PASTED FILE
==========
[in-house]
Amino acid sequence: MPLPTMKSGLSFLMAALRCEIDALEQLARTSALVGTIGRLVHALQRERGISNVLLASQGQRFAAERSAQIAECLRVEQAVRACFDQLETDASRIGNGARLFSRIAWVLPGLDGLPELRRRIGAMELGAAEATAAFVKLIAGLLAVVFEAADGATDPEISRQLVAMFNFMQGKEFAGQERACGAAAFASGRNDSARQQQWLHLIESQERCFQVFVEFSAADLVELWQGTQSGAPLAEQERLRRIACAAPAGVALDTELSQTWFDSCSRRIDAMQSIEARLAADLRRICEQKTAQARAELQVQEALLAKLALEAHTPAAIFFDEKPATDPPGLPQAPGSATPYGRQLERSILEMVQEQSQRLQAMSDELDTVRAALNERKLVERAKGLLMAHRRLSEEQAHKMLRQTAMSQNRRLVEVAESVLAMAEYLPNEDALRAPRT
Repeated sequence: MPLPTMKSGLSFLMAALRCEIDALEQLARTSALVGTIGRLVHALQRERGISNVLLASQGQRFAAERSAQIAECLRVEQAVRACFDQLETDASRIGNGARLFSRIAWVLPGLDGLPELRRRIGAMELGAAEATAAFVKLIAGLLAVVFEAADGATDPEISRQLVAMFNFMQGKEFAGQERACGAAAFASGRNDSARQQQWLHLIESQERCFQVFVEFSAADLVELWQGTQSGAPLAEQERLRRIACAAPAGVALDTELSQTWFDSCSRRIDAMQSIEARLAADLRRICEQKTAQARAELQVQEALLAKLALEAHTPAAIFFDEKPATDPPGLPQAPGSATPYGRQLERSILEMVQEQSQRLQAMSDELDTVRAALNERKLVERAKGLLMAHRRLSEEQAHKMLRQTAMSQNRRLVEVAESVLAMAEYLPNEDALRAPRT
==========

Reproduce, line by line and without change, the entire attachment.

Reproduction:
[in-house]
Amino acid sequence: MPLPTMKSGLSFLMAALRCEIDALEQLARTSALVGTIGRLVHALQRERGISNVLLASQGQRFAAERSAQIAECLRVEQAVRACFDQLETDASRIGNGARLFSRIAWVLPGLDGLPELRRRIGAMELGAAEATAAFVKLIAGLLAVVFEAADGATDPEISRQLVAMFNFMQGKEFAGQERACGAAAFASGRNDSARQQQWLHLIESQERCFQVFVEFSAADLVELWQGTQSGAPLAEQERLRRIACAAPAGVALDTELSQTWFDSCSRRIDAMQSIEARLAADLRRICEQKTAQARAELQVQEALLAKLALEAHTPAAIFFDEKPATDPPGLPQAPGSATPYGRQLERSILEMVQEQSQRLQAMSDELDTVRAALNERKLVERAKGLLMAHRRLSEEQAHKMLRQTAMSQNRRLVEVAESVLAMAEYLPNEDALRAPRT
Repeated sequence: MPLPTMKSGLSFLMAALRCEIDALEQLARTSALVGTIGRLVHALQRERGISNVLLASQGQRFAAERSAQIAECLRVEQAVRACFDQLETDASRIGNGARLFSRIAWVLPGLDGLPELRRRIGAMELGAAEATAAFVKLIAGLLAVVFEAADGATDPEISRQLVAMFNFMQGKEFAGQERACGAAAFASGRNDSARQQQWLHLIESQERCFQVFVEFSAADLVELWQGTQSGAPLAEQERLRRIACAAPAGVALDTELSQTWFDSCSRRIDAMQSIEARLAADLRRICEQKTAQARAELQVQEALLAKLALEAHTPAAIFFDEKPATDPPGLPQAPGSATPYGRQLERSILEMVQEQSQRLQAMSDELDTVRAALNERKLVERAKGLLMAHRRLSEEQAHKMLRQTAMSQNRRLVEVAESVLAMAEYLPNEDALRAPRT